not purely for retention-de -- there's some question about how the trust will be handled. there's some issue about how -- >> i'm just asking the broader question, are you happy or unhappy as a governance expert that executives who are leaving to go into government are often having their stock vested on the way out, which is atypical relevant to what would happen if you went into a job at another company or even into public service, if you decided you wanted to be a professor, teacher or do something else. >> when you take another job it's a bad idea to get accelerated payments based on a vested time schedule. since is going to be retiring soon any way, it's not like we're not paying him for service he didn't give us. i'm not that upset about that. the tougher questions he'll get have to do about the league of friendship or whatever award from putin and some of these other things.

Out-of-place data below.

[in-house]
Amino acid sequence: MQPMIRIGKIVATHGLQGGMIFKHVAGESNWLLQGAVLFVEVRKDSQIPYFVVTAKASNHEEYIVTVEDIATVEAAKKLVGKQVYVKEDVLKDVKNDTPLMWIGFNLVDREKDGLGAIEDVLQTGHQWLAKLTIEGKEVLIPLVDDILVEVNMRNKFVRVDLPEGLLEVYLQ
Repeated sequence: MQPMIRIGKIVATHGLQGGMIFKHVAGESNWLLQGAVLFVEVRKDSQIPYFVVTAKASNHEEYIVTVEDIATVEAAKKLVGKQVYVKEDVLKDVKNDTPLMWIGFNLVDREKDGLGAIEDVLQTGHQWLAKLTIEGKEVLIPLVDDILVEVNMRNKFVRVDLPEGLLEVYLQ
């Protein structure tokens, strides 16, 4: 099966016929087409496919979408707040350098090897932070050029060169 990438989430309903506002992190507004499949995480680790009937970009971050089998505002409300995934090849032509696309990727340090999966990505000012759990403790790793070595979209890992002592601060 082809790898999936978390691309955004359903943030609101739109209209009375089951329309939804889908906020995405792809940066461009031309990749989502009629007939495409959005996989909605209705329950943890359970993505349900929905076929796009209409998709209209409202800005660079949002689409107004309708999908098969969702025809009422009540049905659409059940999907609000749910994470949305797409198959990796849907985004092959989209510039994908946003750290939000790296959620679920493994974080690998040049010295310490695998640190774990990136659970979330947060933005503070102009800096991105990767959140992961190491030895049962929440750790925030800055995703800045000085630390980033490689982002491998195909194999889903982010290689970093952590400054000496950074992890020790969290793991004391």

>> the "journal" has a piece on what we need to know about tillerson. the first half of the article is a cloak and dagger situation where an operative or putin associate was assassinated in moscow. and it implies there had to be 15 people that were involved, because there were cameras shut down. we have to ask rex tillerson about that because he got an award from putin, i guess? is that what we'll hear or climate change and alarmism all the time? >> there will be some on climate change. i think exxon changed their positions publicly on climate change. they're not as obstructionist on where the science is on that. when it comes to russia, there are tough issues about his positions on sanctions which will come up. and frankly the headlines yesterday create much more of an